It can prep you for both masturbation and partner sex
Watching porn commonly used to get yourself in the mood to masturbate, but porn can also be used as a part of foreplay for partner sex!

It can help you incorporate new moves in the bedroom
Pornographic videos are known for showing moves that one would read about in Cosmo Magazine. Seeing these moves in action (instead of reading about them) can help give you a visual representation of how they would look in real like.

The Bad

It can give you unrealistic expectations for sex
Believe it or not, most porn is staged and directed. Real life sex is not. Therefore, expecting sex in real life to mirror what you see or read in pornography/erotica is not realistic. Sex is not always perfect, and that’s okay!

It can give you unrealistic ideas of what genitalia is supposed to look like
Like in most popular media, beauty standards also exist in pornography. Our expectations of what our genitalia is supposed to look like can be skewed by looking at porn. It’s important to remember that 
our body parts are unique and not to judge what ours looks like based on these images.

The Ugly

You can end up harming or violating your partner because you assumed they would like a certain position or sexual scenario
 A lot of porn is aggressive and sometimes violent, and often skips consent to sex and the use of barrier protection. Assuming that sex is only supposed to be that (without checking in with your partner) is damaging and can end up hurting your partner.

Porn addictions are real and serious
Many behaviors can become addictive, and watching porn is not excluded. Signs of porn addiction include decreased interest in actual sexual activity, skipping daily responsibilities (such as going to school or work) to watch porn, and many more. This could not only be extremely harmful for your relationships, but also for yourself. If you think you or someone you know may be addicted to porn, there is help.

Some aspects of the porn industry are shady
There are parts of the porn industry that people have issues with. Some of these complaints include the ways some porn workers are treated in the workplace, and the ways that porn is linked to racism, sexism, and transphobia. These are issues that should always be considered if you choose to watch porn and what type of porn you watch.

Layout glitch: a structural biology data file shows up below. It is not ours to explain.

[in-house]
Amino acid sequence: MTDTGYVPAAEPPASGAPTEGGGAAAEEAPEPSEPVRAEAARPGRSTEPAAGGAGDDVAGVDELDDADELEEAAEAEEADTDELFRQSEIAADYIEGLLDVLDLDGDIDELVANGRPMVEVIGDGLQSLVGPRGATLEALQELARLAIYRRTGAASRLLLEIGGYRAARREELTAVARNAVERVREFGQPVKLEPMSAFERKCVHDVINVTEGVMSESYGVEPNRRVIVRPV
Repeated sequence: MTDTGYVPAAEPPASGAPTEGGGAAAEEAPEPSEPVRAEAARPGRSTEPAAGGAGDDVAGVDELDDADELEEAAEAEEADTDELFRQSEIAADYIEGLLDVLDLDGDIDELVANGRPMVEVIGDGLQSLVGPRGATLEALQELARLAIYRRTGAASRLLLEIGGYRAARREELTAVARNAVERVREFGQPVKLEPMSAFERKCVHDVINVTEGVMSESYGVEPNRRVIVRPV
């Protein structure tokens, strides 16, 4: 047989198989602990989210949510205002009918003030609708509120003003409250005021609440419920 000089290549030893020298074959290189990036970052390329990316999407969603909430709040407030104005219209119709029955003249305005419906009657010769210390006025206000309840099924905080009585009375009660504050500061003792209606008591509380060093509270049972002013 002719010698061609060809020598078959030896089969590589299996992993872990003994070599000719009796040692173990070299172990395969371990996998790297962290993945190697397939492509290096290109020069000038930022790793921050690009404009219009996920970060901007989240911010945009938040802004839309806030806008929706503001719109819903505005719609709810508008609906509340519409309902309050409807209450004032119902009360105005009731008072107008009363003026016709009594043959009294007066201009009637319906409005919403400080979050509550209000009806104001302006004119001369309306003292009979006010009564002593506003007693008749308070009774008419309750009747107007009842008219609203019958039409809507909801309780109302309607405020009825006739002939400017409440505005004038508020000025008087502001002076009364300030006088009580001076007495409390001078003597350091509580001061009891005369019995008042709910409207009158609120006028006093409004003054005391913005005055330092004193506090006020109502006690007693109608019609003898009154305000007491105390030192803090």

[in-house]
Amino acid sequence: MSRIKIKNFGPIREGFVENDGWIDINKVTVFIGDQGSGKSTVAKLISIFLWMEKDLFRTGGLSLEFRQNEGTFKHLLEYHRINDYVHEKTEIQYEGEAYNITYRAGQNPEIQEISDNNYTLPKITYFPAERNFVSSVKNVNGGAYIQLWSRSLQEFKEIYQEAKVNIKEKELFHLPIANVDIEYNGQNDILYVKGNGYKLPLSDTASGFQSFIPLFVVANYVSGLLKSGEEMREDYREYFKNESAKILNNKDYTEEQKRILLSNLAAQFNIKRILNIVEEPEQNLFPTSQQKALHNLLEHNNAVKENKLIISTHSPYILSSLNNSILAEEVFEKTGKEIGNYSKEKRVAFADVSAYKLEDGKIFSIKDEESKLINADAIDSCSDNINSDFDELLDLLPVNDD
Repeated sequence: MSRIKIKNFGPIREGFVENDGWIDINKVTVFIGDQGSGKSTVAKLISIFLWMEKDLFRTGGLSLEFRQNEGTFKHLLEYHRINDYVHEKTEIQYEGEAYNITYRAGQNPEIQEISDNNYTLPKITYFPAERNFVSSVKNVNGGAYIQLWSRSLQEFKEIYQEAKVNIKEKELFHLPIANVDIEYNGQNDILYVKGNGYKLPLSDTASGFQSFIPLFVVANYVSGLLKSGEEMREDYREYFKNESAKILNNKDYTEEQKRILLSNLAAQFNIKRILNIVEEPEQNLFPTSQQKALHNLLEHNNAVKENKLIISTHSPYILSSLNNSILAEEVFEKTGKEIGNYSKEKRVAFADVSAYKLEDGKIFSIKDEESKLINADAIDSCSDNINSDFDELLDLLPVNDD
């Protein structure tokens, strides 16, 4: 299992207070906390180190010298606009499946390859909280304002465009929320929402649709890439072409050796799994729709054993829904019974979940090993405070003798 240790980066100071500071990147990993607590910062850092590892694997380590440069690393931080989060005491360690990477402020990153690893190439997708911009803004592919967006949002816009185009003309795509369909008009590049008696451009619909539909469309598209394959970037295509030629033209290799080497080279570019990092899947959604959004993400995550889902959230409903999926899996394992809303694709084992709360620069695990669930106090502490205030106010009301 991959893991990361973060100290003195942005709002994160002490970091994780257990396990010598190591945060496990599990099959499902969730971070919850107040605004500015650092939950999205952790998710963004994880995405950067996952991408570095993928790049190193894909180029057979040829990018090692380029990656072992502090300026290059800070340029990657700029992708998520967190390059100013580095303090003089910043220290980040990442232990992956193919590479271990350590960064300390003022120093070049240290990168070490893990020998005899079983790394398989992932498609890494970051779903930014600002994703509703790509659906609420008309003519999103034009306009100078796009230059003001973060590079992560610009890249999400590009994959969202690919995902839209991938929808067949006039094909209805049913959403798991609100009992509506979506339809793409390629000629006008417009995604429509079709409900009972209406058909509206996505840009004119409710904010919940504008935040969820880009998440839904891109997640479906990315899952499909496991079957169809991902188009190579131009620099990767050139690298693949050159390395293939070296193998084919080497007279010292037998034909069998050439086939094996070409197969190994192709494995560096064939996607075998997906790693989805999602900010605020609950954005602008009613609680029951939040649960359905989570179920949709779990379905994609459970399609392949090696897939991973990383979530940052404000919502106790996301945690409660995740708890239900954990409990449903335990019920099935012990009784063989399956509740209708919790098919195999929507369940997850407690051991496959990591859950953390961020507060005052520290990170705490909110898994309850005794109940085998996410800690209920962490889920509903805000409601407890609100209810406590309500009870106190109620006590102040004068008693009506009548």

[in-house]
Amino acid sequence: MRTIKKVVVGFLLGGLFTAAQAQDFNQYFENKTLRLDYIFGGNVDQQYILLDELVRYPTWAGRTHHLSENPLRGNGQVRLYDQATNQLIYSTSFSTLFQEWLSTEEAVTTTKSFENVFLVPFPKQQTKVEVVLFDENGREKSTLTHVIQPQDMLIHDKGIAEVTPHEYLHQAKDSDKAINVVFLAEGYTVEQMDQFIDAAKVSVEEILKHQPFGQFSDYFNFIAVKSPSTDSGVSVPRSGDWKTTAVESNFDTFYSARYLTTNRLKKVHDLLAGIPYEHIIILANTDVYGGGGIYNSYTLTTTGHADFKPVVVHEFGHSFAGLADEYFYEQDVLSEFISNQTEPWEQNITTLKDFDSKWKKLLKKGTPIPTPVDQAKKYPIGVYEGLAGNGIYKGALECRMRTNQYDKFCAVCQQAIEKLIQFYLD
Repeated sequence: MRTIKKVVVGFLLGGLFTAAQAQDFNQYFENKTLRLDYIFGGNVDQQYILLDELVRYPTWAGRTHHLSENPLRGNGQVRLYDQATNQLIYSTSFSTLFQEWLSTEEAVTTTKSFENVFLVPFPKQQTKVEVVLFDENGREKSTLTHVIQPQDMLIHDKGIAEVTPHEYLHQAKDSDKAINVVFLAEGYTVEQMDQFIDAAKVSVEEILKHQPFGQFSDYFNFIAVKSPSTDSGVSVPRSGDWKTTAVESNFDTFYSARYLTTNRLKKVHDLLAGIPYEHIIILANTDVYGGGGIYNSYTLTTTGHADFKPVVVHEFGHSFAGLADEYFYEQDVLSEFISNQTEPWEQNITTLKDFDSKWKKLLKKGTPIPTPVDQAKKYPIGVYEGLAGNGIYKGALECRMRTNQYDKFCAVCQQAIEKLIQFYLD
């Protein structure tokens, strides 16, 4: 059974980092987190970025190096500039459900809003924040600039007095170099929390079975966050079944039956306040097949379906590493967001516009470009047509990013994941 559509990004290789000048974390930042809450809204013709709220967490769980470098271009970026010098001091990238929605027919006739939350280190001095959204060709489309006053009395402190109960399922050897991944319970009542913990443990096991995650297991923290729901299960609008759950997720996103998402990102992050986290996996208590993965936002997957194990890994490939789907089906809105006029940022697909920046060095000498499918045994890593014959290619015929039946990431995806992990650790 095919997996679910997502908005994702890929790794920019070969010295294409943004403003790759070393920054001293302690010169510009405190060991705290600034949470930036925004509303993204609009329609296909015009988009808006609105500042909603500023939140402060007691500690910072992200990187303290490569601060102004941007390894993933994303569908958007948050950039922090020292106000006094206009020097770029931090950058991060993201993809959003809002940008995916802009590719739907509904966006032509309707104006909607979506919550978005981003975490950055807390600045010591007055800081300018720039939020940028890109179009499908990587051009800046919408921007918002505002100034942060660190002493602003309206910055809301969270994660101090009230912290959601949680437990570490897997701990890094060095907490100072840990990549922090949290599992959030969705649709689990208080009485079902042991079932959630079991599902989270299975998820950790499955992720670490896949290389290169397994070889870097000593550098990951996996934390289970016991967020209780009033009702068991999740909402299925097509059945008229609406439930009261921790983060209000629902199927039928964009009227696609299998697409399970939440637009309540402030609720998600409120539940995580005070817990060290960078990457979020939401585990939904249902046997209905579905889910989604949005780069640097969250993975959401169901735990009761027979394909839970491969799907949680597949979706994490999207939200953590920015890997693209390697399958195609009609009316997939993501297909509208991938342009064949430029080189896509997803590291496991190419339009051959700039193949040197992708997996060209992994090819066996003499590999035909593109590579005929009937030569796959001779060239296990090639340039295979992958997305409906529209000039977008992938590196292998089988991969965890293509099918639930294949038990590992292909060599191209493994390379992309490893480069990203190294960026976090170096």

Although these points do not represent all opinions when it comes to pornography, these are some points you should research before you take a stance on this topic or decide to watch pornography.

Remember that you need to be 18 and over to legally view porn in the United States.
If you think you have a porn addiction, a visiting a mental health provider is a great start to overcoming addiction. 

Wednesday, November 12, 2014

GEMS Visits SMART Youth

Last Friday, GEMS came over to SMART Youth to teach an important workshop. GEMS stands for Girls Educational & Mentoring Services and is the “only organization in New York State specifically designed to serve girls and young women who have experienced commercial sexual exploitation and domestic trafficking.” Commercial Sexual Exploitation of Children and Domestic Trafficking is sexual activity involving a child under the age of 17 in exchange for money, services, or other things of value.

It’s hard for a lot of us to recognize that commercial sexual exploitation happens in our very own communities. Often times when we think of commercial sexual exploitation, a very specific image comes to mind and it’s usually of someone from outside of the United States; but we don’t realize that prostitution or sex work involving minors in the US is also considered commercial sexual exploitation. In New York City, it is estimated that 2,200 children are involved in commercial sexual exploitation every year.

There are many factors that can increase the risk of a child becoming domestically trafficked such as poverty, running away, child abuse/neglect, and sexual abuse, but these are not the only factors. This was highlighted when we watched a clip Very Young Girls, which is a documentary revealing this issue of youth being sexually exploited.

How can we help and become advocates? One way is to challenge our assumptions of what a victim of sexual exploitation looks like. Often, people see young girls (usually of color) who may be involved in some sort of sex work and assume the worst of them. They may blame the victim and say things like “She made a choice to be a prostitute/sex worker.” We need to remember that a child is still a child and that no child can independently choose to be a sex worker.

If you want to find out more about the work GEMS does, about Commercial Sexual Exploitation and Domestic Trafficking of children, or how to link someone who is a victim of this to services, check out the links below:

Thank you to GEMS for visiting and giving a very informative presentation!